HON Co., Ltd. was launched in April 2009. Amazon had started online sales in 2000, so we were quite behind. The main purpose of Junkudo’s online business was not so much about increasing our sales, but about collaborating with local and independent bookstores so that more people can read more books.


He wanted to halt the decline in bookstores

The number of bookstores nationwide was about 21,500 in 2000, but it is steadily declining with only 14,000 left in 2014. Some people say that small bookstores going out of business serves the interest of larger bookstores, but that is not true. When the number of stores decline, people end up with fewer opportunities to come into contact with books, which may lead to a loss of the habit of reading books, so this is a grave issue for the whole industry.
If you simply want to look something up, searching it on the Internet is handy. However, when you try to acquire knowledge by reading books, even if it takes more time, you can nurture your ability to think about different things in a spontaneous way. I believe reading is the best way to nurture this ability, so I am worried that the decline in the habit of reading will lead to Japanese people losing the ability to think critically.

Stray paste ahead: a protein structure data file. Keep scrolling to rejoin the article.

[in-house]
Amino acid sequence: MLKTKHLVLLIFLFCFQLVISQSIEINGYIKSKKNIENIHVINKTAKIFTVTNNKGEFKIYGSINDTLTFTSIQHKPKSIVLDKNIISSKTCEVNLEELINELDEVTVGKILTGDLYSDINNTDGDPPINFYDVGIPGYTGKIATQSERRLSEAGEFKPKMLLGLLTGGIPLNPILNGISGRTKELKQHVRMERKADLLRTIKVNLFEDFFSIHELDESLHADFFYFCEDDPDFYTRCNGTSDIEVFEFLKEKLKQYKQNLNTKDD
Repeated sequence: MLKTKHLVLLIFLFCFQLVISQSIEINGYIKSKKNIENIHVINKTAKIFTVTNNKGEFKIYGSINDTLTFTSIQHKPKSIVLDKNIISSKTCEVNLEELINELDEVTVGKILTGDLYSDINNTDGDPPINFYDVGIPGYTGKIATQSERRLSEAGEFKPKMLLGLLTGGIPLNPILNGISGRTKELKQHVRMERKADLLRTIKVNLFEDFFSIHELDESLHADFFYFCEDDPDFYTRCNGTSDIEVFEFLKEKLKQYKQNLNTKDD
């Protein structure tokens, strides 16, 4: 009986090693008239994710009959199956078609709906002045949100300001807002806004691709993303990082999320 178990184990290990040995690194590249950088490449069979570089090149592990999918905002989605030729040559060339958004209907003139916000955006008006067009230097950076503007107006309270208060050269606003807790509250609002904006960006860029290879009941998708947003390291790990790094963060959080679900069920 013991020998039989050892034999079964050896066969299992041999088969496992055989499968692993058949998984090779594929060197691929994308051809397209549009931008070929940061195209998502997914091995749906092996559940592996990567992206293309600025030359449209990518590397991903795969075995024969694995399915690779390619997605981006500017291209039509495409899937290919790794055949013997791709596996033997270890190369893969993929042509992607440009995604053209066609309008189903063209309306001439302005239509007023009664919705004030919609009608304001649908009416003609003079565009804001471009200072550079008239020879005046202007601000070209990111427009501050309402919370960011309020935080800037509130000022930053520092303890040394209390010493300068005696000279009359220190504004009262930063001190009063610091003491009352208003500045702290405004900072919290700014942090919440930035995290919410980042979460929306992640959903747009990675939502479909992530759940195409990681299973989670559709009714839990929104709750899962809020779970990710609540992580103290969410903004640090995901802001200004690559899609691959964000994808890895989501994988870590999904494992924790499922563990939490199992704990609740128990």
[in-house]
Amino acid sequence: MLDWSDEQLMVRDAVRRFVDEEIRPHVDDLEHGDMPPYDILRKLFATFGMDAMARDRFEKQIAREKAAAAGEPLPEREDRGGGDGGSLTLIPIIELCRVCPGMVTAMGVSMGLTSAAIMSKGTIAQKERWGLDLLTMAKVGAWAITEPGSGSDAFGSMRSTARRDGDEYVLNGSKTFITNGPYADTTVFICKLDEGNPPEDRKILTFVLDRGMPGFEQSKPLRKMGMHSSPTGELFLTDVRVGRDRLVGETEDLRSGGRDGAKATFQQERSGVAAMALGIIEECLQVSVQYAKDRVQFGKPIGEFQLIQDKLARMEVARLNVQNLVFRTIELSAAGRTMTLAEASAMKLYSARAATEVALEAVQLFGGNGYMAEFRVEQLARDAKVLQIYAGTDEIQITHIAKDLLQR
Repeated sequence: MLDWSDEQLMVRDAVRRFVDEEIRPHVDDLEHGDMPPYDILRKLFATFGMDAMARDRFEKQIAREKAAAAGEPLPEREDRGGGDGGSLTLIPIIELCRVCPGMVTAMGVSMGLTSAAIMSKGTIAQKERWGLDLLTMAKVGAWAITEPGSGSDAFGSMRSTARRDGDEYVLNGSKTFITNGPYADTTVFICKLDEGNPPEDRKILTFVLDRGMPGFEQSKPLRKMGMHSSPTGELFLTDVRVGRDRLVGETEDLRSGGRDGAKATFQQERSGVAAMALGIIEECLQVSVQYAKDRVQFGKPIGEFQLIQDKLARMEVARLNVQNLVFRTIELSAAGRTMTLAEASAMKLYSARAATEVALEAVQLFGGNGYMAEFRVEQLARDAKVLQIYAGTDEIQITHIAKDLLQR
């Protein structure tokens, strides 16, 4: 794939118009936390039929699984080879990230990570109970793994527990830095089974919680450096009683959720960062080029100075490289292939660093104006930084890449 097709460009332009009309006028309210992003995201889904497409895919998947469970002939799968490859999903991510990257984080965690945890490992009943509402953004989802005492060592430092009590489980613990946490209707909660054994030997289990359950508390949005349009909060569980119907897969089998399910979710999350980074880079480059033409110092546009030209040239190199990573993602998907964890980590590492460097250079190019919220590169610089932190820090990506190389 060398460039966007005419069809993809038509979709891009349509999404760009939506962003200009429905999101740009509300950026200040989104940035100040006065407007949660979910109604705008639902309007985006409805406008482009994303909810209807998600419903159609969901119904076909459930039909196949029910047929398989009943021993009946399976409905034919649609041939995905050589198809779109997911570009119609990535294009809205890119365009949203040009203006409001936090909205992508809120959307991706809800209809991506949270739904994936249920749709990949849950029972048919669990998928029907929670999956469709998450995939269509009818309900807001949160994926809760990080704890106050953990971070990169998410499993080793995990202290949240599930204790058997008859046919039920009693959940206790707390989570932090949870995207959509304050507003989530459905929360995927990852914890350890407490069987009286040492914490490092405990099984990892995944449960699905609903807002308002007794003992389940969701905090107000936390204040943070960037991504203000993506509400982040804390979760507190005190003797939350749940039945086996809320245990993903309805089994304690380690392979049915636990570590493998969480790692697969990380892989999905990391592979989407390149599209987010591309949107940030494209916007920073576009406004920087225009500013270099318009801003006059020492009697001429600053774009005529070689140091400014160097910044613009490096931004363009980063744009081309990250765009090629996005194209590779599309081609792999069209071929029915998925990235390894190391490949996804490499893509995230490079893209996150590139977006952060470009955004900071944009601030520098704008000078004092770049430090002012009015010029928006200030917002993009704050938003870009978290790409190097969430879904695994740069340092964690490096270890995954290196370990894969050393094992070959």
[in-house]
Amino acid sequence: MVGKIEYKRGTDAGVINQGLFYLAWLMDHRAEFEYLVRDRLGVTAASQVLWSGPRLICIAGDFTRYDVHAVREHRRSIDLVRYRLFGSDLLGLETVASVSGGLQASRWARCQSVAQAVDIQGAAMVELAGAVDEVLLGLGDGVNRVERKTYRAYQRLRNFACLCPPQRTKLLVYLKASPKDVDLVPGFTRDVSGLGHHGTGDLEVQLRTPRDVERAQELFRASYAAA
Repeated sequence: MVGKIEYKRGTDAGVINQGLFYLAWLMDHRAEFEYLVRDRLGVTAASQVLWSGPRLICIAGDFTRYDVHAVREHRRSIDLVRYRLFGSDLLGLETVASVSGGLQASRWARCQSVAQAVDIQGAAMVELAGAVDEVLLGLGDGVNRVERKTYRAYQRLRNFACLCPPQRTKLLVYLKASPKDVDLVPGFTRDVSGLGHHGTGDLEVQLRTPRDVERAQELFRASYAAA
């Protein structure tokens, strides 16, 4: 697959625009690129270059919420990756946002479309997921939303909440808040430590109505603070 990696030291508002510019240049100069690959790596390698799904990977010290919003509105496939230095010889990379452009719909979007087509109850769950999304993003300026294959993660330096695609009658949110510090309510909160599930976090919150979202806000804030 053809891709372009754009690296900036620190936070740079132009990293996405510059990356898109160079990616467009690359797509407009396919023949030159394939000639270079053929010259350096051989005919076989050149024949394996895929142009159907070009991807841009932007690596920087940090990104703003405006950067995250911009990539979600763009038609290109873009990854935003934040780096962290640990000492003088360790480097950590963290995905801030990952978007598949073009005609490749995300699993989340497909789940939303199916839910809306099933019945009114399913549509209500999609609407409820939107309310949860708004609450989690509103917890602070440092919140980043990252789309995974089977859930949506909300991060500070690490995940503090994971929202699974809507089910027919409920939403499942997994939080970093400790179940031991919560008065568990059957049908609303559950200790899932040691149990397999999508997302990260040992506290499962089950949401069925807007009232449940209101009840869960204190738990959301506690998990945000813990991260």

That is why we want to somehow stop the decline of bookstores. In view of the present situation, with the popularization of smartphones and the Internet, time spent in front of a display and time for reading are fighting for a larger piece of the pie. On the other hand, the Internet and smartphones could be used as a weapon for bookstores if utilized effectively. By making use of these functions, we thought that we could launch a system so people can easily buy books at their local bookstore on their way to and from work or school, and furthermore, we could convey the excitement and appeal of our bookstores through the screens of people’s devices to help bring people to our stores, which is why we launched our online sales website. I feel proud because I think our website is different from a service that just sells books.